My cousin was recently on an international flight. A man was sitting in her booked aisle seat and was grumpy and rude when the airhostess asked him to move. After landing the following morning, he asked to borrow a fellow passenger’s cellphone to make a call. His mother was ill and he didn’t know if she had made it through the night. The lesson: people are fighting battles that cannot always be seen. Be kind.
One of the advantages of having a physical disability (besides good parking!) is that it is easier for others to recognize your challenges. Often assumptions are made (they are not always positive) but in general, if I’m smiling, people usually assume that I am a hero (if you’re chuckling now, please watch the late Stella Young’s Tedx talk).
Mental and emotional challenges are not easily recognized. When we are vulnerable, our emotions and self-esteem can be dictated by how others treat us. What if the way some people treat us has nothing to do with us, but rather it is about what they are going through at the time?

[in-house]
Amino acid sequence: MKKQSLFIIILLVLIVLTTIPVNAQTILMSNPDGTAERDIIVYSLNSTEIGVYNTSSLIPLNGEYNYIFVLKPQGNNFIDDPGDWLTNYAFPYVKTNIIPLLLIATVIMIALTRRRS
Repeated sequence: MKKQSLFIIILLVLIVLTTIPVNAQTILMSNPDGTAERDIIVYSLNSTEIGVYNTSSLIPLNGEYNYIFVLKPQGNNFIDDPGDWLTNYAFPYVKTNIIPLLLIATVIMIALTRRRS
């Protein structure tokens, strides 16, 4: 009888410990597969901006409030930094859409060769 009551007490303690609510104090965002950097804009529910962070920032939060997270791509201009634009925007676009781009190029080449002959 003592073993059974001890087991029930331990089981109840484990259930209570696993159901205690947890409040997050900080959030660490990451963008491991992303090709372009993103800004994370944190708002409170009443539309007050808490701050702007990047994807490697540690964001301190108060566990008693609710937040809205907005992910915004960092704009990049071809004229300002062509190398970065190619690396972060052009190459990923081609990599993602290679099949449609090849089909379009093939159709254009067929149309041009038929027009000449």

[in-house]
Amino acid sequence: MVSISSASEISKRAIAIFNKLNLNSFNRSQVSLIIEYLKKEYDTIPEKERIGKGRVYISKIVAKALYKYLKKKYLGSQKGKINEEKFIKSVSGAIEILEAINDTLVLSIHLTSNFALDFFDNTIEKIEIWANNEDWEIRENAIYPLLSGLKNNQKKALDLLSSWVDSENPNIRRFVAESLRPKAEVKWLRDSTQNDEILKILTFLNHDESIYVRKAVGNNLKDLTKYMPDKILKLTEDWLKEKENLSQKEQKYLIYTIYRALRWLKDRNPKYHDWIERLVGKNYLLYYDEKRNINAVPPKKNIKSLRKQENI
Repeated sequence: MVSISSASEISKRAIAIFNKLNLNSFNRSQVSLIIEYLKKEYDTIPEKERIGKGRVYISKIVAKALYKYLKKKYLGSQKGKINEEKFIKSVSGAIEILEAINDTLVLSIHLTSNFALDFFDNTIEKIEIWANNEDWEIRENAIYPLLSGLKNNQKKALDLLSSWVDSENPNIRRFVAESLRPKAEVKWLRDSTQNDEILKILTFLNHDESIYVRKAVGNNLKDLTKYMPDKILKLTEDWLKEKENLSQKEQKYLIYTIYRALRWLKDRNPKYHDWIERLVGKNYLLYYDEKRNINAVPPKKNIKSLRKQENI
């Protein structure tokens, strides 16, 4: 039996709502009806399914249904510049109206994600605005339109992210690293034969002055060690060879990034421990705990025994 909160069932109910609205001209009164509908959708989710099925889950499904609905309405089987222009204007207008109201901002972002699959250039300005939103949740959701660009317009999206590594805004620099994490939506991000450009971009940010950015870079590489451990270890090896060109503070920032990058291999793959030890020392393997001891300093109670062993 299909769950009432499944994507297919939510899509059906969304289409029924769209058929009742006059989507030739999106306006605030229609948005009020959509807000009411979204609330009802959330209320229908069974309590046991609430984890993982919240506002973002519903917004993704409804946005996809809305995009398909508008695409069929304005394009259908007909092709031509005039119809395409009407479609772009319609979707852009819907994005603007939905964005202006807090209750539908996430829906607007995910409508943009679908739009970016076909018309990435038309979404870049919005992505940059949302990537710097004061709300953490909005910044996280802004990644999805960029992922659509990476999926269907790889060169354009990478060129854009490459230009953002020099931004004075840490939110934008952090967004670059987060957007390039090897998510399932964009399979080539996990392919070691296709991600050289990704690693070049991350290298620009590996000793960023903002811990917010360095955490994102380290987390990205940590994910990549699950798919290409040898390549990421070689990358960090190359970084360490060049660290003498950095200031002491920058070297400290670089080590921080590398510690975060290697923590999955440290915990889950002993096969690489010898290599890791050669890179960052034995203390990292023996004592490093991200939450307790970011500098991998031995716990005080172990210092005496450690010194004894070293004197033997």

- Perhaps you have a colleague who avoids eye contact and never greats you in the morning. She may just be unfriendly, but there is a chance that she suffers from social anxiety.
- A traffic officer who becomes aggressive when you backchat him over a speeding fine may need anger management training. Perhaps the core issue is that he is traumatised after attending a horrific accident scene that morning where speed resulted in the loss of lives.
- A friend who never initiates contact or shows little interest in your life could be self-centred and you may have to decide if you want to invest in the relationship further. Perhaps they are experiencing a personal crisis and are thinking the exact same thing about you!
What if we were just kinder to each other? Greet your colleague with a smile each morning. Be kind to law enforcement officers. Yes, there is a lot of corruption in our country, but most do a thankless, underpaid job that exposes them to danger and trauma each day. Phone your friend and tell them that you miss them. Being kind makes your day so much more meaningful. In the traffic, let a car into your lane even if the driver was trying to cut in. Buy an extra coffee for the car guard when you get your morning caffeine fix. Tweet about a company’s good service instead of always writing complaints.
When you are kind to others, it is easier to be kind to yourself.